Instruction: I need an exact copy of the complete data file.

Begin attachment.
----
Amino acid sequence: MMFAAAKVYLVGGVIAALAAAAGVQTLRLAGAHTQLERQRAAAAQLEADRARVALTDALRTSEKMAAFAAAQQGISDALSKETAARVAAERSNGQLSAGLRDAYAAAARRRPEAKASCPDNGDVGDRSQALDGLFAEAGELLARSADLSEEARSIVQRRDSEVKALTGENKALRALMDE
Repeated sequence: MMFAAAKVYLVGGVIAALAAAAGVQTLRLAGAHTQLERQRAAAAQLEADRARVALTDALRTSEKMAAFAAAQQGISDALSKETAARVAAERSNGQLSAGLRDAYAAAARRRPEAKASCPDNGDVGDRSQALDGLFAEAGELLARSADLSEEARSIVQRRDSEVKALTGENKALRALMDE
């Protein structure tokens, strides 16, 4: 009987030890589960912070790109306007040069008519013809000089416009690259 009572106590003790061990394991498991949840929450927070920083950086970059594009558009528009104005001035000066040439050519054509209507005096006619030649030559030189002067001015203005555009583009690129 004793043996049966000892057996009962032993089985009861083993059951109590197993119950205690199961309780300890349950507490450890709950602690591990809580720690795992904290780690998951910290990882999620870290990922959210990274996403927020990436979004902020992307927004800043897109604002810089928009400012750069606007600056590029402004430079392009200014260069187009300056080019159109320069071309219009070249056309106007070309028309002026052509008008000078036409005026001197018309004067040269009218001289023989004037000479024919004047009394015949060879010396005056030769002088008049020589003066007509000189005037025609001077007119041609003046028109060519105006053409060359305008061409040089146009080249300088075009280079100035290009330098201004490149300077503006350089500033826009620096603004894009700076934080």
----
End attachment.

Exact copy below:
Amino acid sequence: MMFAAAKVYLVGGVIAALAAAAGVQTLRLAGAHTQLERQRAAAAQLEADRARVALTDALRTSEKMAAFAAAQQGISDALSKETAARVAAERSNGQLSAGLRDAYAAAARRRPEAKASCPDNGDVGDRSQALDGLFAEAGELLARSADLSEEARSIVQRRDSEVKALTGENKALRALMDE
Repeated sequence: MMFAAAKVYLVGGVIAALAAAAGVQTLRLAGAHTQLERQRAAAAQLEADRARVALTDALRTSEKMAAFAAAQQGISDALSKETAARVAAERSNGQLSAGLRDAYAAAARRRPEAKASCPDNGDVGDRSQALDGLFAEAGELLARSADLSEEARSIVQRRDSEVKALTGENKALRALMDE
């Protein structure tokens, strides 16, 4: 009987030890589960912070790109306007040069008519013809000089416009690259 009572106590003790061990394991498991949840929450927070920083950086970059594009558009528009104005001035000066040439050519054509209507005096006619030649030559030189002067001015203005555009583009690129 004793043996049966000892057996009962032993089985009861083993059951109590197993119950205690199961309780300890349950507490450890709950602690591990809580720690795992904290780690998951910290990882999620870290990922959210990274996403927020990436979004902020992307927004800043897109604002810089928009400012750069606007600056590029402004430079392009200014260069187009300056080019159109320069071309219009070249056309106007070309028309002026052509008008000078036409005026001197018309004067040269009218001289023989004037000479024919004047009394015949060879010396005056030769002088008049020589003066007509000189005037025609001077007119041609003046028109060519105006053409060359305008061409040089146009080249300088075009280079100035290009330098201004490149300077503006350089500033826009620096603004894009700076934080």